The King of the Goblins is no fool. And what is Hershel gonna do when he shows up? That’s why nothing happens on the seventh night. “You’re not supposed to come until tomorrow.” “Don’t worry, Hershel, I can see you and speak to you, I’m on my way, my friend. Tomorrow night I will come for you.”

It’s building that tension … the King of the Goblins is a bully, a sadist. “I’m gonna let you stew in your own fear for a whole day until I finish you off.” And that’s also his undoing! Because “I want to see you sweat, I want to see you suffer, I want to see you crawl on the ground and beg.” He’s a bully! His real satisfaction comes from pushing people around, and the way you deal with bullies is you don’t back down, you don’t show any fear. Hershel laughs at him. “I don’t believe you are who you are, Prove it to me!” And that’s the King’s undoing, that’s his weak spot. Once he lights the candles, he’s finished. So that was my thinking, when I was creating the story.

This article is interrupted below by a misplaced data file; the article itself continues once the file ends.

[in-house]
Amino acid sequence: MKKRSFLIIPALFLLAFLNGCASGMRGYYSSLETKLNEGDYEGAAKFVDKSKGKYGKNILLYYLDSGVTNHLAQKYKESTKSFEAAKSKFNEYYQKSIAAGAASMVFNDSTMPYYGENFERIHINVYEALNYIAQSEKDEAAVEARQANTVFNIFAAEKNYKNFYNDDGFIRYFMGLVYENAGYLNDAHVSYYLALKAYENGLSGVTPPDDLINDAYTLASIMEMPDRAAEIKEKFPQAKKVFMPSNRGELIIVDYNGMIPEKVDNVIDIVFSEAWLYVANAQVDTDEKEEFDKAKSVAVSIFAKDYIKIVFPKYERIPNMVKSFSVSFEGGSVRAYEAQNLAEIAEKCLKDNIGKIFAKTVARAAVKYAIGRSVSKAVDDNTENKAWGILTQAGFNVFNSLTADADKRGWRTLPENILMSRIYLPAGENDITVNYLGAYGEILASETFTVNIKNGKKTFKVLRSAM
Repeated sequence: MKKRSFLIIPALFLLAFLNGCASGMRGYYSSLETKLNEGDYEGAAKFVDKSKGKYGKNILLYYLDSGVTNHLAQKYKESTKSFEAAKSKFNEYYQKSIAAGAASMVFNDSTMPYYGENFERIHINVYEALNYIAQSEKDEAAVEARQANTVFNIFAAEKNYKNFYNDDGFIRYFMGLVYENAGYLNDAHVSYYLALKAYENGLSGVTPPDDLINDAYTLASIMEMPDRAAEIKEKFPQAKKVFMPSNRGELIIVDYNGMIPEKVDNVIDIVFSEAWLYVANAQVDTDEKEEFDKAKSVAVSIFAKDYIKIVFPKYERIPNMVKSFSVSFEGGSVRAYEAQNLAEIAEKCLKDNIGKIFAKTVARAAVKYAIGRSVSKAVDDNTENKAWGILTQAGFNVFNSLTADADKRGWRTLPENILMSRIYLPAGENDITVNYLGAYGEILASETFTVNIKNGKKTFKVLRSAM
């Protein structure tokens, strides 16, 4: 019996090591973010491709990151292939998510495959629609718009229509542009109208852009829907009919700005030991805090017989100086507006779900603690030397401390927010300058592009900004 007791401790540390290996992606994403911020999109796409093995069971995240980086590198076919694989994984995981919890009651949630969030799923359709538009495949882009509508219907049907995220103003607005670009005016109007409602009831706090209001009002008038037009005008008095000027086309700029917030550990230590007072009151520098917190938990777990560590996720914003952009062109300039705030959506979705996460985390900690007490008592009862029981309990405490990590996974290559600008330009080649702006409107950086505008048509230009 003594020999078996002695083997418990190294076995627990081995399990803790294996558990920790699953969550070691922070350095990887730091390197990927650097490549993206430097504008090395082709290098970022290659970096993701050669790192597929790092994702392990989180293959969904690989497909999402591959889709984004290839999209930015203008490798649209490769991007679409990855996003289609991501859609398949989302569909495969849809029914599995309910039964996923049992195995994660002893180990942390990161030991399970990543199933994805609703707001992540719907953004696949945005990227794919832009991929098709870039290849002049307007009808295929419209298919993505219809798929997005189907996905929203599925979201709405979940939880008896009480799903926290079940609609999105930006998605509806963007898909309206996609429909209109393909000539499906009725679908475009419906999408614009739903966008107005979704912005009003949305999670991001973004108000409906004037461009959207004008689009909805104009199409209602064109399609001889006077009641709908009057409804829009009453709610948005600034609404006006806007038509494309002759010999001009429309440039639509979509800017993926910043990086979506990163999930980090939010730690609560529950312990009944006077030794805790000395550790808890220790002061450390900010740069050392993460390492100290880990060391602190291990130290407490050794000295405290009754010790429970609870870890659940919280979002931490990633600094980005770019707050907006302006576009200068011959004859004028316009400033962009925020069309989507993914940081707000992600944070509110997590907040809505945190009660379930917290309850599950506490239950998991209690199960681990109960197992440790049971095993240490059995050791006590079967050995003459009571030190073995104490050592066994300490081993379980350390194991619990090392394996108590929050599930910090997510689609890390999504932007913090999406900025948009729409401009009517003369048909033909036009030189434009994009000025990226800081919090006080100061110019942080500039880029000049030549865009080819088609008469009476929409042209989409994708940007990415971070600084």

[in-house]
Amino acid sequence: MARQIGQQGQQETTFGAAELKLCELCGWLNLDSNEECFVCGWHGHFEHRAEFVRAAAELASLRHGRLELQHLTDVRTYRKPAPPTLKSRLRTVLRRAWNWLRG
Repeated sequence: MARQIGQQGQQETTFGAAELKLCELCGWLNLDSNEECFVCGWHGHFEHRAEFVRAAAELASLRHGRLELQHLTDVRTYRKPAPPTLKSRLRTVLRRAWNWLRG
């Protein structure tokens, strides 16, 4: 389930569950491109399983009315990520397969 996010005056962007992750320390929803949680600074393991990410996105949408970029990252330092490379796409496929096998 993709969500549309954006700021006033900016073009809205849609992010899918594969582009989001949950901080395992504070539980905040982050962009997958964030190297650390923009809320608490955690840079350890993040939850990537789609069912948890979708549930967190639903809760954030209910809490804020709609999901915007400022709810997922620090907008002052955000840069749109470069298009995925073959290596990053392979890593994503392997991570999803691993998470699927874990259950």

It’s pretty classic, it fits a pattern that you find in any number of folk tales, and the reason it’s lasted through the centuries is because it works. That’s how you tell a story.

And that’s one problem that you find with so much of what’s offered in films today, and a lot of books. They’re very predictable, they follow a formula, and you don’t feel that tension. It’s like, “OK, how are they gonna solve this problem? But I know that the superheroes are gonna come back for another adventure.” With Hershel, you don’t know that. There’s never been a sequel and there’s never gonna be one.

Why do you think this story has such a lasting impression on people like me all these years later?